The methods that we use for detecting and diagnosing avoidable energy waste are perfect for verifying the results of energy-saving projects. In both cases we are comparing actual consumptions (at, say, weekly intervals) with the corresponding expected values, calculated from a formula based on a relevant driving factor or factors. For routine monitoring purposes we expect actual and expected to agree (give or take some random error) while for verification purposes we expect to get actuals that are consistently below expected values, or more correctly I should have said ‘below the values that would previously have been expected’.
Strictly speaking, after implementing an energy-saving measure (ESM), the old formula for expected consumption should be replaced with a new one, enabling us to police performance at its new, lower, achievable level. I’ll come back to that idea later. The point is that we don’t discard the old (pre-ESM) formula because it tells us what consumption would have been in the absence of the ESM. It provides, in effect, a dynamic yardstick against which to gauge the savings week by week.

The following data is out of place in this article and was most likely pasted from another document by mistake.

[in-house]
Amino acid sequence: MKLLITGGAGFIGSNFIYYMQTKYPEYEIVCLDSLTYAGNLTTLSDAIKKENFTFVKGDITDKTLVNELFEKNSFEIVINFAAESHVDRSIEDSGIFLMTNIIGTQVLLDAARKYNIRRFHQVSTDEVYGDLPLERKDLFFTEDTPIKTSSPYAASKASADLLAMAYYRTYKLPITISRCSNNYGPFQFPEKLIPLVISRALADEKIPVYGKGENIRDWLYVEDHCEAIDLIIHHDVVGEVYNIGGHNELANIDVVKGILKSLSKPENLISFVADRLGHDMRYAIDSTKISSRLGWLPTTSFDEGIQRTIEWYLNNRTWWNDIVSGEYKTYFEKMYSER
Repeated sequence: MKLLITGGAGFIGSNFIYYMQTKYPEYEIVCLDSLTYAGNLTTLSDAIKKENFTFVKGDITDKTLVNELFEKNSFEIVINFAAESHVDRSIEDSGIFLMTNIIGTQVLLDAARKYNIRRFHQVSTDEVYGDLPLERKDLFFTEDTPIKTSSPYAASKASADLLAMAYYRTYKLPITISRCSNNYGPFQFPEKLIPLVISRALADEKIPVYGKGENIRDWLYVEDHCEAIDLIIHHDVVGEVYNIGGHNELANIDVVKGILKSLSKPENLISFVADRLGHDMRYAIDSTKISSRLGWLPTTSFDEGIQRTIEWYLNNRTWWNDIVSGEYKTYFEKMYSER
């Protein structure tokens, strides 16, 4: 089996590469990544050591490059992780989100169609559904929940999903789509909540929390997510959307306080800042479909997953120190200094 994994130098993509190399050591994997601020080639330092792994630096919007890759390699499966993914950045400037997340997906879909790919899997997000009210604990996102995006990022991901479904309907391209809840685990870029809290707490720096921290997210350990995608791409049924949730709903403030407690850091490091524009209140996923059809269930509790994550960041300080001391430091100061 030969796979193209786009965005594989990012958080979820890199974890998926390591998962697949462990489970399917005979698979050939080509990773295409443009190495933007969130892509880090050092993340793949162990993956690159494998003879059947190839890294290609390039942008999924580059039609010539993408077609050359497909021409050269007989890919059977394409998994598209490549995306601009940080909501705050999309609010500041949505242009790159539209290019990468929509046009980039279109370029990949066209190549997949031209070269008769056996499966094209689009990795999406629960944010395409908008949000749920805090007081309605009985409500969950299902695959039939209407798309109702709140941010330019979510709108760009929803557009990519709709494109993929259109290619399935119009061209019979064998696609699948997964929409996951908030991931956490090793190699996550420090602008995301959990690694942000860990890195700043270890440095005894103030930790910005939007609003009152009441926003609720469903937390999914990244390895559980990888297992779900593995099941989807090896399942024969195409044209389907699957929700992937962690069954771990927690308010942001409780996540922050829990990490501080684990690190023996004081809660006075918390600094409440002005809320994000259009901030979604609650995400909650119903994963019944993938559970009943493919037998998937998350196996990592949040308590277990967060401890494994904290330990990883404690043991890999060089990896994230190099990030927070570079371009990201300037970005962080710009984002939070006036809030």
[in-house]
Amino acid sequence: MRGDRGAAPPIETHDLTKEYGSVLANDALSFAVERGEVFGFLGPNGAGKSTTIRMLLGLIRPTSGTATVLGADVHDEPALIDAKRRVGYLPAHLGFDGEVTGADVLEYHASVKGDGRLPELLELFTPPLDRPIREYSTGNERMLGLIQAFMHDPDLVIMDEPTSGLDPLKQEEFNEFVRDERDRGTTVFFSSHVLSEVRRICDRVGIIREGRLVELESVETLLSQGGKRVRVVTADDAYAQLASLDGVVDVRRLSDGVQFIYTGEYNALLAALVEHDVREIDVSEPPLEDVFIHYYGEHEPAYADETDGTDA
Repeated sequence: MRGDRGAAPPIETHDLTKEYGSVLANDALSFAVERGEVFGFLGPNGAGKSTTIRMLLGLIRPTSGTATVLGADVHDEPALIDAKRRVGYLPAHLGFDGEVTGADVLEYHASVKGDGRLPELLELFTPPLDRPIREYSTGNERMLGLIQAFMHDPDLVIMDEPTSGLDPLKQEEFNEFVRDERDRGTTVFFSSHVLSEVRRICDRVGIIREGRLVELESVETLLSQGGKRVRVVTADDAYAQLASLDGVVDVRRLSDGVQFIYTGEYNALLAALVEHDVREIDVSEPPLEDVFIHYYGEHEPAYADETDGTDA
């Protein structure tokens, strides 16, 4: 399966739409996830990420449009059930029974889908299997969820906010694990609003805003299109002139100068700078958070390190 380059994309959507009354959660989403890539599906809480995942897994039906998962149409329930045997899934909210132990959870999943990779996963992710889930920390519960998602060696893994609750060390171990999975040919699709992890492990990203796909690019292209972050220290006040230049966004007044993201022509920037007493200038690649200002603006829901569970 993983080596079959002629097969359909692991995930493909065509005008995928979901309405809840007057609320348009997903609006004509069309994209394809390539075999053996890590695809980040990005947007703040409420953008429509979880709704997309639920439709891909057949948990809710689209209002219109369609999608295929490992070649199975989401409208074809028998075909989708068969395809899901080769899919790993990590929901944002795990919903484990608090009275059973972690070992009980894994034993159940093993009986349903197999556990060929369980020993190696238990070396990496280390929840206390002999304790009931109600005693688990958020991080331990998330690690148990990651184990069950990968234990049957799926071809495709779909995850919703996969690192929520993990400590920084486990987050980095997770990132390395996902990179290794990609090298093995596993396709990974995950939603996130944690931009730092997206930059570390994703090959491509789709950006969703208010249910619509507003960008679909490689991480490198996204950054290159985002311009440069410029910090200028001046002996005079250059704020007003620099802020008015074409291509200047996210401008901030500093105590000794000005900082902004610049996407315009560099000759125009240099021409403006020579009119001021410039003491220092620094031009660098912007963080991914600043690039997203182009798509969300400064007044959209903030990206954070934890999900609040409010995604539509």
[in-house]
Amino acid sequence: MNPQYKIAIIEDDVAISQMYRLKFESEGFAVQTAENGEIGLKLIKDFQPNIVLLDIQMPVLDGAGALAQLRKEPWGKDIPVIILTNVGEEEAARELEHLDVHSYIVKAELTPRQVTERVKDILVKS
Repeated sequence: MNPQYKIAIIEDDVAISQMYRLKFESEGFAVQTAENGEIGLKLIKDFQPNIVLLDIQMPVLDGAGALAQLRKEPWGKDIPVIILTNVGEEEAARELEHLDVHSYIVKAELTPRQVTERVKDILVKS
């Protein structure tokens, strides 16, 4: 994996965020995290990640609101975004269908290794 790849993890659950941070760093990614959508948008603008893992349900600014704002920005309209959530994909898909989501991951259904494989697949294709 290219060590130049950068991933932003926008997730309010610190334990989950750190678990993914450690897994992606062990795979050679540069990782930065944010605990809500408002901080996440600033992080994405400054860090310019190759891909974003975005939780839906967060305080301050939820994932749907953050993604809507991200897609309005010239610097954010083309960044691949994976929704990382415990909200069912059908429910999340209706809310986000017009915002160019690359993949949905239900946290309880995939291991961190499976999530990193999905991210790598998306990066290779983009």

To distinguish that old expected-consumption formula from the new one we relabel it the ‘historical baseline’ formula while the post-ESM formula, once established, becomes the new ‘target’ formula.
It will take time to establish what the new target formula is, because we need to wait until enough measurement intervals have passed to facilitate a fresh regression analysis. However, there is another way to look at this. Many ESMs will have a predictable effect on performance (if they didn’t, they would be hard to finance). So in principle it ought to be possible to compute the ESM’s likely impact on performance. In terms of a straight-line model we could predict an x% reduction in the intercept and a y% reduction in slope. This gives us an instant new post-ESM target formula, the advantage of which is that the consumption stream in question can still appear in overspend league tables, with any significant failure to save the anticipated amount showing up as an apparent overspend. I don’t know of anybody who actually uses this approach, but if you were operating a large chain of premises with an active retrofit programme it would be the perfect way to identify and prioritise cases where ESMs had failed.